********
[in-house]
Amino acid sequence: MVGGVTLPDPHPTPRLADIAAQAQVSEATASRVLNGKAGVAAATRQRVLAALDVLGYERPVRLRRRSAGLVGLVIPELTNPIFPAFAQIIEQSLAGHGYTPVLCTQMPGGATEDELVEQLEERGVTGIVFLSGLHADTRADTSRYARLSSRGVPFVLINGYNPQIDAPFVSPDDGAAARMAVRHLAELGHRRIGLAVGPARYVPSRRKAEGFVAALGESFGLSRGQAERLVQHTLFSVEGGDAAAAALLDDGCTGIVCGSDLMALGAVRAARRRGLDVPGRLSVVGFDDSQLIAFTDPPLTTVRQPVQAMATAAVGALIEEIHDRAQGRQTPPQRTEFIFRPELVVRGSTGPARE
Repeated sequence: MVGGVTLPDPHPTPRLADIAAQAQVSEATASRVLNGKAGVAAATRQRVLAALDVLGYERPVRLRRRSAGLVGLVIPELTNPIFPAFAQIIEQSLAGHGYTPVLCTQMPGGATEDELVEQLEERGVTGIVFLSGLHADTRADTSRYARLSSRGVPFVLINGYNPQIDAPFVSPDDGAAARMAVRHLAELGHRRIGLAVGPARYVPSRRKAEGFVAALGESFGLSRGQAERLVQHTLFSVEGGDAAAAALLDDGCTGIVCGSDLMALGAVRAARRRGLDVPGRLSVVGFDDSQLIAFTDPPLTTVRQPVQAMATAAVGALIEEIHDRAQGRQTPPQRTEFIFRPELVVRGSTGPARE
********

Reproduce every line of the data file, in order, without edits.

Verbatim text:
[in-house]
Amino acid sequence: MVGGVTLPDPHPTPRLADIAAQAQVSEATASRVLNGKAGVAAATRQRVLAALDVLGYERPVRLRRRSAGLVGLVIPELTNPIFPAFAQIIEQSLAGHGYTPVLCTQMPGGATEDELVEQLEERGVTGIVFLSGLHADTRADTSRYARLSSRGVPFVLINGYNPQIDAPFVSPDDGAAARMAVRHLAELGHRRIGLAVGPARYVPSRRKAEGFVAALGESFGLSRGQAERLVQHTLFSVEGGDAAAAALLDDGCTGIVCGSDLMALGAVRAARRRGLDVPGRLSVVGFDDSQLIAFTDPPLTTVRQPVQAMATAAVGALIEEIHDRAQGRQTPPQRTEFIFRPELVVRGSTGPARE
Repeated sequence: MVGGVTLPDPHPTPRLADIAAQAQVSEATASRVLNGKAGVAAATRQRVLAALDVLGYERPVRLRRRSAGLVGLVIPELTNPIFPAFAQIIEQSLAGHGYTPVLCTQMPGGATEDELVEQLEERGVTGIVFLSGLHADTRADTSRYARLSSRGVPFVLINGYNPQIDAPFVSPDDGAAARMAVRHLAELGHRRIGLAVGPARYVPSRRKAEGFVAALGESFGLSRGQAERLVQHTLFSVEGGDAAAAALLDDGCTGIVCGSDLMALGAVRAARRRGLDVPGRLSVVGFDDSQLIAFTDPPLTTVRQPVQAMATAAVGALIEEIHDRAQGRQTPPQRTEFIFRPELVVRGSTGPARE